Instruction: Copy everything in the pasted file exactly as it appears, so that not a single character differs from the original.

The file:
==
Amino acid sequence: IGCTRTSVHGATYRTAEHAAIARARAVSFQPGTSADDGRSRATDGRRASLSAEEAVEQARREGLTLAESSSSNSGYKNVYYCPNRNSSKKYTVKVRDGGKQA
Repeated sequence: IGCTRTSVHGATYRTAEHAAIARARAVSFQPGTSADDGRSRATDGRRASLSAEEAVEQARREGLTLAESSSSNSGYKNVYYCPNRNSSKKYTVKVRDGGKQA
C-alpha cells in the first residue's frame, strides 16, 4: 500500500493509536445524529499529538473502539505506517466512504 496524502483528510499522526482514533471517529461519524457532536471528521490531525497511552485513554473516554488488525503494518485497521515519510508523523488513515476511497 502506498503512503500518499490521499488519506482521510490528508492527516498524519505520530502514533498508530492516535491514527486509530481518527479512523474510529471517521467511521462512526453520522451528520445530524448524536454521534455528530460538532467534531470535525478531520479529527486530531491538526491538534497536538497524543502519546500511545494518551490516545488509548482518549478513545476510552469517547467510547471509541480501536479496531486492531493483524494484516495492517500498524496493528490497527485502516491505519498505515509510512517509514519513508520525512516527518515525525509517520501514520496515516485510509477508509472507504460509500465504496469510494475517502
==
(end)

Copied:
Amino acid sequence: IGCTRTSVHGATYRTAEHAAIARARAVSFQPGTSADDGRSRATDGRRASLSAEEAVEQARREGLTLAESSSSNSGYKNVYYCPNRNSSKKYTVKVRDGGKQA
Repeated sequence: IGCTRTSVHGATYRTAEHAAIARARAVSFQPGTSADDGRSRATDGRRASLSAEEAVEQARREGLTLAESSSSNSGYKNVYYCPNRNSSKKYTVKVRDGGKQA
C-alpha cells in the first residue's frame, strides 16, 4: 500500500493509536445524529499529538473502539505506517466512504 496524502483528510499522526482514533471517529461519524457532536471528521490531525497511552485513554473516554488488525503494518485497521515519510508523523488513515476511497 502506498503512503500518499490521499488519506482521510490528508492527516498524519505520530502514533498508530492516535491514527486509530481518527479512523474510529471517521467511521462512526453520522451528520445530524448524536454521534455528530460538532467534531470535525478531520479529527486530531491538526491538534497536538497524543502519546500511545494518551490516545488509548482518549478513545476510552469517547467510547471509541480501536479496531486492531493483524494484516495492517500498524496493528490497527485502516491505519498505515509510512517509514519513508520525512516527518515525525509517520501514520496515516485510509477508509472507504460509500465504496469510494475517502